Kashan University of Medical Sciences
Despite advances in modern medicine, traumatic brain injury is still a major medical problem. Early diagnosis of brain trauma is crucial for clinical decision making and prognosis. The aim of this study was to compare the predictive value of Helsinki, Rotterdam and Stockholm CT scans in predicting late outcomes in patients with brain trauma.
Material and Methods:
In this predictive value study, 171 people with an age range of 24 to 64 years with traumatic brain injury (TBI) who are referred to the surgical emergency department of Shahid Beheshti Hospital in Kashan from the beginning of 2019 to the end of 2020 were studied. Demographic information and CT scan of patients were extracted from the recorded patient information and PACS system. Helsinki, Rotterdam and Stockholm CT scores were determined simultaneously according to available guidelines. Information related to patients’ 6-month outcome was assessed by the extended Glasgow Outcome Scale (GOSE).
The results of this study showed that the mean of Helsinki, Rotterdam and Stockholm CT scores and GOSE in terms of GCS status of brain trauma patients showed a statistically significant difference (P<0.001). This result is significant as higher scores were observed in Helsinki, Rotterdam and Stockholm scores in lower GCSs and higher scores in GOSE scores in higher GCSs. Also, there was a statistically significant difference between the mean of these CT scores and GOSE in terms of mortality and vegetative status of TBI patients (P<0.001). This significance was such that by considering the CT scores in the condition of death and vegetation, higher scores were shown, but in the GOSE, the score was lower. Analysis of Cohen’s Kappa coefficient showed a statistically significant difference between each pair of scores and Stockholm and Helsinki scores had the highest kappa coefficient in predicting patients’ outcomes. In the prediction of mortality outcomes of TBI patients, the Rotterdam CT score showed the highest sensitivity (0.9) among other scores and Helsinki score showed the highest sensitivity (0.898) in predicting 6-month unfavorable outcome.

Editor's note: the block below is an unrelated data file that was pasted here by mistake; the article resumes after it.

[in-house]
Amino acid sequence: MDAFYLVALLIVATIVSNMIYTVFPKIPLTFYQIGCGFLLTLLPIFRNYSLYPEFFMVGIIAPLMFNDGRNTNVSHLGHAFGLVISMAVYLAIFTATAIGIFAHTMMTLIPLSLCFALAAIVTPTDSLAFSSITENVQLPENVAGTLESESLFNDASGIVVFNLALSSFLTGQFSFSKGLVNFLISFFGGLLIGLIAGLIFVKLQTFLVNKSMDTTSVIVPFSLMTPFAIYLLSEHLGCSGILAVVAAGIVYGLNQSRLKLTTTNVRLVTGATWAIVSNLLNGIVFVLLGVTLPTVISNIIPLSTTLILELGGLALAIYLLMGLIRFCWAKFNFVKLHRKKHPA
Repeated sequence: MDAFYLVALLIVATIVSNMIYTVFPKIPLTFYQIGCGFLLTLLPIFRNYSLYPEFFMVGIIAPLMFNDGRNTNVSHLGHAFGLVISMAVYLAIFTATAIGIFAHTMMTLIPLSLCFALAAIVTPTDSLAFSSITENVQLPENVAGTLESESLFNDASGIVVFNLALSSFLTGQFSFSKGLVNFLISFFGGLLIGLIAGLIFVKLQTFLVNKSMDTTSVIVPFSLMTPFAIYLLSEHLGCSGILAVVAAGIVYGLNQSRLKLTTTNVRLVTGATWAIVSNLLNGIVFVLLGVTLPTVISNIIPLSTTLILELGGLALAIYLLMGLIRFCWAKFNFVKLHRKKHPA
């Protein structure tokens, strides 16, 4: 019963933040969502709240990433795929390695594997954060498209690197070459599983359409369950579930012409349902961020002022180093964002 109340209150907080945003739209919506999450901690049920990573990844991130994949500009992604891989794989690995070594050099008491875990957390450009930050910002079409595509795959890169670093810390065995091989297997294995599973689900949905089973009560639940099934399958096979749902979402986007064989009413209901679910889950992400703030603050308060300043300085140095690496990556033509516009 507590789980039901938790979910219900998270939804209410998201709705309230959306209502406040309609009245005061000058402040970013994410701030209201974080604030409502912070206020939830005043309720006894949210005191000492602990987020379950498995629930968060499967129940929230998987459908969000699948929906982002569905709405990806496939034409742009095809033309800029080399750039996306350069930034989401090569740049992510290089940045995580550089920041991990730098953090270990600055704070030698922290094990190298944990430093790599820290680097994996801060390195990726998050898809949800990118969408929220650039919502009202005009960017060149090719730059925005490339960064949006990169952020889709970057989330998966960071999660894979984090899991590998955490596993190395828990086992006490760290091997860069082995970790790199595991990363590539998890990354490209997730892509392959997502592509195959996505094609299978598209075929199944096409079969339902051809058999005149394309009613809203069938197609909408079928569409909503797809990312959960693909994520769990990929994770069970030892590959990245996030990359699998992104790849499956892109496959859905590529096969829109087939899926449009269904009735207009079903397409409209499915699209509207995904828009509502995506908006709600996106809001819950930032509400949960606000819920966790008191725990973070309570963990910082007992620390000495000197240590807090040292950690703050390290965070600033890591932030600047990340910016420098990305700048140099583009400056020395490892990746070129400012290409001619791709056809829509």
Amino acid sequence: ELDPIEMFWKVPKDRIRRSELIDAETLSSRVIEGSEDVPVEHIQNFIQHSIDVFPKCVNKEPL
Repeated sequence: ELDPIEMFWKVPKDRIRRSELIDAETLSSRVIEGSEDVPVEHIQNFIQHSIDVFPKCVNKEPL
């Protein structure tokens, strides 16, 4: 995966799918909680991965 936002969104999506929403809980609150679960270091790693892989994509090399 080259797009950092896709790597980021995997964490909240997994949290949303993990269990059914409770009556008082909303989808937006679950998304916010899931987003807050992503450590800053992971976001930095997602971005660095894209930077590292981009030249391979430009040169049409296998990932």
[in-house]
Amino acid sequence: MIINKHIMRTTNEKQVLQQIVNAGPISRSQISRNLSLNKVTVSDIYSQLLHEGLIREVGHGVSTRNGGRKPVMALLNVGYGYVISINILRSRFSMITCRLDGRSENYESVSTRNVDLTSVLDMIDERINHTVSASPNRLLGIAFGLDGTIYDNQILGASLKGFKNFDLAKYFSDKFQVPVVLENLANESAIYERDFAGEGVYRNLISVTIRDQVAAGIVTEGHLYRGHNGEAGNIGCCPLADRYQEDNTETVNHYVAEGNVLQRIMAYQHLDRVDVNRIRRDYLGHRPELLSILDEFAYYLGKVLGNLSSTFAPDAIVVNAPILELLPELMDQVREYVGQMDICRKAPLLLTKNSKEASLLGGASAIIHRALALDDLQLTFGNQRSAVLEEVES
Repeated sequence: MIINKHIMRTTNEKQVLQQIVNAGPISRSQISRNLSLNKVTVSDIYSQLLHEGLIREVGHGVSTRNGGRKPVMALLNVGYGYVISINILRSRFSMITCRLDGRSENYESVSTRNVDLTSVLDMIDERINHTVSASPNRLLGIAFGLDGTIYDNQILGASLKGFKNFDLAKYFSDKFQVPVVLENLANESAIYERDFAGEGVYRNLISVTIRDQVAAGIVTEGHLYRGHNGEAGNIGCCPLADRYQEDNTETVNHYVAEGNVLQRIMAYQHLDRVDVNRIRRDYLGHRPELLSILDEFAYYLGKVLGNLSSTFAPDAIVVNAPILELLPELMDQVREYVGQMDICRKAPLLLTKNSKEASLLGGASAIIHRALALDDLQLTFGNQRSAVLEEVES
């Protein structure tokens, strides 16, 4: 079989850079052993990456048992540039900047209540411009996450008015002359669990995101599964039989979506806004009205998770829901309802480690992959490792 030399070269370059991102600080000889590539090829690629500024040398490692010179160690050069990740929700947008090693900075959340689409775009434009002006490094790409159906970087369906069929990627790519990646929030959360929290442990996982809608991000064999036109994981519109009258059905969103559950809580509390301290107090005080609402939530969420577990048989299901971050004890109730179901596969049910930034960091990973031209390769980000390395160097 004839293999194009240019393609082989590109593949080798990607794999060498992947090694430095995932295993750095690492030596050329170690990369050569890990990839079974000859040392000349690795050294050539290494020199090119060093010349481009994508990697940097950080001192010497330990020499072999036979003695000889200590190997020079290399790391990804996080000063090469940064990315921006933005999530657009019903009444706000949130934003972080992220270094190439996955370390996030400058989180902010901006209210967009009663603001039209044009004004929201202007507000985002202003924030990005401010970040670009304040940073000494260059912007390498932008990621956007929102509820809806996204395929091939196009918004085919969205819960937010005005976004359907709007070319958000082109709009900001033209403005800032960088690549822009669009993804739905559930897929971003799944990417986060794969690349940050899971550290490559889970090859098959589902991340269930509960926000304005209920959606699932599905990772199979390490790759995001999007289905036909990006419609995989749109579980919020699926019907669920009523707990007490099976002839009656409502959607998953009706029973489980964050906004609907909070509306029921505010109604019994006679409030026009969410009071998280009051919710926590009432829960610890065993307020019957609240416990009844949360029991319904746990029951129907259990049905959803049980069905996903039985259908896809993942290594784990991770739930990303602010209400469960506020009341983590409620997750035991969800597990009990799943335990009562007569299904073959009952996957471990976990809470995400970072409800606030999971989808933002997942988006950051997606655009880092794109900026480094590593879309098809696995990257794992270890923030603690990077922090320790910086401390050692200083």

In the present study, we found that among the three CT scores evaluated, the Rotterdam CT score in predicting mortality of patients with brain trauma was more sensitive and the Helsinki CT score was more specific than other scores. At 6 months outcome, the Helsinki CT score were more sensitive than other scores and the Stockholm CT score was more specific.
Traumatic brain injury (TBI), Rotterdam CT score, Helsinki CT score, Stockholm CT score, CT scan, extended Glasgow Outcome Scale (GOSE)